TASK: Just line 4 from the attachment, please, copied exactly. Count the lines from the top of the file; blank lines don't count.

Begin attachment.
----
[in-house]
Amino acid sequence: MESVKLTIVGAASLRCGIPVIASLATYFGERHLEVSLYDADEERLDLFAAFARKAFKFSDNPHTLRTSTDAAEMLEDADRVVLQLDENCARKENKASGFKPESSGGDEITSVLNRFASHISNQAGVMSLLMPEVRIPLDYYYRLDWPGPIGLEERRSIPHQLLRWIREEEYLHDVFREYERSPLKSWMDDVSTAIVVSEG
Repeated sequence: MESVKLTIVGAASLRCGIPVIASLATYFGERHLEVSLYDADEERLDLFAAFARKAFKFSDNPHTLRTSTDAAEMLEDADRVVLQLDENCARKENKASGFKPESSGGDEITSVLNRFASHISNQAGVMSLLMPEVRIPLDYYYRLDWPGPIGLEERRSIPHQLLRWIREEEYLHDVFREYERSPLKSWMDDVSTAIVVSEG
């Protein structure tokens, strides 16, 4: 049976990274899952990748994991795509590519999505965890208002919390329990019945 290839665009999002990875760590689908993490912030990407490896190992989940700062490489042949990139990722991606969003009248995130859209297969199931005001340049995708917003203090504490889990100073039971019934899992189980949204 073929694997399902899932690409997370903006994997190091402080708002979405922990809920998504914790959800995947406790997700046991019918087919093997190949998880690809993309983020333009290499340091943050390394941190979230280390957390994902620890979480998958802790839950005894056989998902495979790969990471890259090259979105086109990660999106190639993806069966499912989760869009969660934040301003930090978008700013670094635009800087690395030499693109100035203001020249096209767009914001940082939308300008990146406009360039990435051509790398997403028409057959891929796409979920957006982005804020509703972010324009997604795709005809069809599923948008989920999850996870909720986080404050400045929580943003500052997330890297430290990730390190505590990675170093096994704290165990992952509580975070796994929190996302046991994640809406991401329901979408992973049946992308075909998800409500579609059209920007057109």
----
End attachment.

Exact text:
């Protein structure tokens, strides 16, 4: 049976990274899952990748994991795509590519999505965890208002919390329990019945 290839665009999002990875760590689908993490912030990407490896190992989940700062490489042949990139990722991606969003009248995130859209297969199931005001340049995708917003203090504490889990100073039971019934899992189980949204 073929694997399902899932690409997370903006994997190091402080708002979405922990809920998504914790959800995947406790997700046991019918087919093997190949998880690809993309983020333009290499340091943050390394941190979230280390957390994902620890979480998958802790839950005894056989998902495979790969990471890259090259979105086109990660999106190639993806069966499912989760869009969660934040301003930090978008700013670094635009800087690395030499693109100035203001020249096209767009914001940082939308300008990146406009360039990435051509790398997403028409057959891929796409979920957006982005804020509703972010324009997604795709005809069809599923948008989920999850996870909720986080404050400045929580943003500052997330890297430290990730390190505590990675170093096994704290165990992952509580975070796994929190996302046991994640809406991401329901979408992973049946992308075909998800409500579609059209920007057109």